Food is one of the basic necessities for the survival of humans. The consumption of food has evolved from finding or hunting and eating only for survival to cooking and eating safe food to designing and innovating a myriad of delicious recipes and methods to produce scrumptious, nutritious, satisfactory and balanced food products. We often come across advertisements featuring foods mixed with artificial and synthetic colour to enhance visual appeal of the product or sand, sawdust added to food items to increase its volume. On one hand, there have been developments to prepare food commercially in an efficient manner and increase our production to a sizable volume, while on the other side the same technology has led to some food manufacturers secretly shifting to food adulteration for financial gain. But little do they realize that adulteration is a very serious problem posing serious (and sometimes fatal) health risks to many people in India and around the world.

What is Food Adulteration?

Food adulteration has been defined as the act of debasing the quality of food offered for sale either by the admixture of inferior substances or by the removal of some valuable ingredient. It is the contamination of food materials with unwanted or sub-standard substances or subtraction of valuable ingredients, such that the natural composition and quality of food is affected. A number of our daily food items are adulterated, starting from our daily groceries to our life saving medicines.

The Federal Food, Drug and Cosmetic Act of 1988 states that food is adulterated if it contains the following:

  • It bears any poisonous or deleterious substance which may render it injurious to health.
  • Its container is composed of hazardous substances.
  • It contains a pesticide or chemical residue which is unsafe or present beyond permissible limits.
  • It consists, in whole or in part of any filthy, putrid or decomposed substances or has been packed in unsanitary conditions, exposing it to potential hazards for the consumer.
  • It has been processed with methods which are prohibited or not consented for by Government bodies like FDA and FSSAI.
  • A valuable constituent has been omitted completely or has been replaced with other inferior substance.

and many other parameters which have been implemented with time and detection of food adulteration.

A lot of food adulteration activities have been reported. For example,

  • cereals like rice, wheat are adulterated with jute threads, husk, stones;
  • water, sugar, salt, neutralizers are added to milk to increase volume, improve taste, mask defects, increase solid non-fat in milk, improve shelf life respectively;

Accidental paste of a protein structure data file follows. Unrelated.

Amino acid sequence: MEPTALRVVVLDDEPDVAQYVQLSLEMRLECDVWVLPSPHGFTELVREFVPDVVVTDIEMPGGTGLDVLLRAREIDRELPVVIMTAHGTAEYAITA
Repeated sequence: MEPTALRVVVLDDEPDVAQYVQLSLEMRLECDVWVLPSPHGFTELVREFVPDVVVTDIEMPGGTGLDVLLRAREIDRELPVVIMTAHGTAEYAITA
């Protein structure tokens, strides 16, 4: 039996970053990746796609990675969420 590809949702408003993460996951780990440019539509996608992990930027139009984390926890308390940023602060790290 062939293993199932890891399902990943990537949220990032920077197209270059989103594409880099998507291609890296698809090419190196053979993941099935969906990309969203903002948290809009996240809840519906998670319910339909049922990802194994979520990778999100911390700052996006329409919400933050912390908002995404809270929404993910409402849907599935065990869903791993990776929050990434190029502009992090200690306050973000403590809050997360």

• spices and condiments like turmeric, chilli powder are adulterated with rice starch, non-permitted colours to increase its visual attributes, non-permitted cheap flavours to mimic its smell and taste;
  • rice bran oil and mustard oil are adulterated with the addition of palm oil, free fatty acids, etc.;
  • vanaspati ghee (vegetable oil) is added to mimic qualities and texture of good quality butter and ghee, but this infiltration which is mainly done for profits depreciates its quality and purity, and poses serious health risks to the unaware consumers in the long run.

The Solution

FSSAI has developed many methods to identify areas of food adulteration and detect specific adulterants in food through Detect Adulteration with Rapid Test (DART) to ensure the safety and quality of the food that we eat. Detection methods for common products in the market like milk and milk products, oils and fats, sugar and confectionery, food grains and cereal products, spices and condiments, fruits and vegetables and beverages, like in beverages, methods for detection of clay or chicory powder in coffee powder, exhausted tea or iron filings in tea leaves have been devised. On a personal basis, FSSAI has suggested some sensory evaluation quick tests if we suspect a food item to be adulterated. For instance, if milk tastes bitter or gives a soapy feeling on rubbing between the fingers, it is suspected to be adulterated; if chilli powder on dissolving in water leaves a residue which feels gritty on rubbing, it indicates the presence of brick powder or sand or if the residue when rubbed feels smooth and soapy, it indicates adulteration with soap stone. These and many such tests have been recommended for cloves, sugar, cereals and food grains, flour, sago, spices, sweet meats, etc. for analysis on a basic individual level.

To conclude with, food adulteration is a serious problem which needs to be tackled rapidly and continuously to protect people from buying foods of inferior quality. We need to create awareness about its adverse and severe effects on our health. Simultaneously, people as well as the Government authorities and organizations should keep a lookout for detecting and eliminating food adulteration in the humongous food market with an enormous variety of sectors and thousands of products in each sector.

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